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Bouquet in a Bottle

Aldo Sohm + Terry Acree

Wednesday, April 1, 2015
7:00 PM–8:30 PM
Sold Out

Please note: This program includes a wine tasting. You must be 21 years or older to attend. ID must be shown at the door.

To what degree is our appreciation of wine based on smell alone? Star sommelier of The Bernardin has his famous nose put to the test by neurochemist Terry Acree. How sophisticated can our sense of smell get?

Presented with
Wine and Spirits

About the Speakers

As wine director of Le Bernardin, New York’s longest rated four-star restaurant, Aldo Sohm oversees a 15,000 bottle wine collection made up of 900 wine selections from 12 countries with vintages from as early as 1875. Sohm joined the team in May of 2007, and under his direction, Le Bernardin won the 2009 James Beard Award for “Outstanding Wine Service.” Sohm’s fascination with wine began at the age of 19 after visiting an Italian vineyard with his father. Captivated with what he encountered and learned, he knew right then and there that he wanted to pursue a career in wine. After being named “Best Sommelier of Austria” for four consecutive years, Sohm relocated to the United States, partly to perfect his English in order to compete in national and international sommelier competitions. He succeeded. He was awarded the highly-coveted title, “Best Sommelier in the World 2008,” by the World Sommelier Association. His favorite pairing at Le Bernardin is scallops with morels and Chablis 1er Cru Vaillon, Defaix 2000. Sohm has appeared on AVEC ERIC, chef Eric Ripert’s Emmy Award winning PBS series to discuss wine and food pairings, as well as on the Today Show, the CBS Early Show, and frequently Martha Stewart’s Radio “Winesday.” Last year he opened his own wine bar across the street from Le Bernardin.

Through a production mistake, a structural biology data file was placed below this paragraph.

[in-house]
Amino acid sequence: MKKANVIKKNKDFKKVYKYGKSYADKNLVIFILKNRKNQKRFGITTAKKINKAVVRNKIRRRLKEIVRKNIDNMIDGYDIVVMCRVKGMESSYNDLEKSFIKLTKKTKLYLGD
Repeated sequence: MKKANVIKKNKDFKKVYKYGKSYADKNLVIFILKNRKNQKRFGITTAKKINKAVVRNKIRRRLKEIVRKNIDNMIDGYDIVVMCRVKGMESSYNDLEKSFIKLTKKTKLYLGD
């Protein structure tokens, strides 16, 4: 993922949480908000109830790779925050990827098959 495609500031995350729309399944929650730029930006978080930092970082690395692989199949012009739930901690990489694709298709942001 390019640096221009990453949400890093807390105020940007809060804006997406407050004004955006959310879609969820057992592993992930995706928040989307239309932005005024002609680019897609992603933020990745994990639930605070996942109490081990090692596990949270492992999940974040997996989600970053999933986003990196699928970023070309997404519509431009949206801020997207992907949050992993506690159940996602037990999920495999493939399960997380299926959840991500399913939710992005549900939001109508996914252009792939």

Terry Acree is Professor of Food Science at Cornell University. His laboratory is interested in why there is such a functional variation in taste and olfaction that has been observed for decades in human populations. Understanding the relationship between stimulant composition and perception becomes central to understanding the representation of chemical information in the brain and the impact of genetic diversity on the perception of food.


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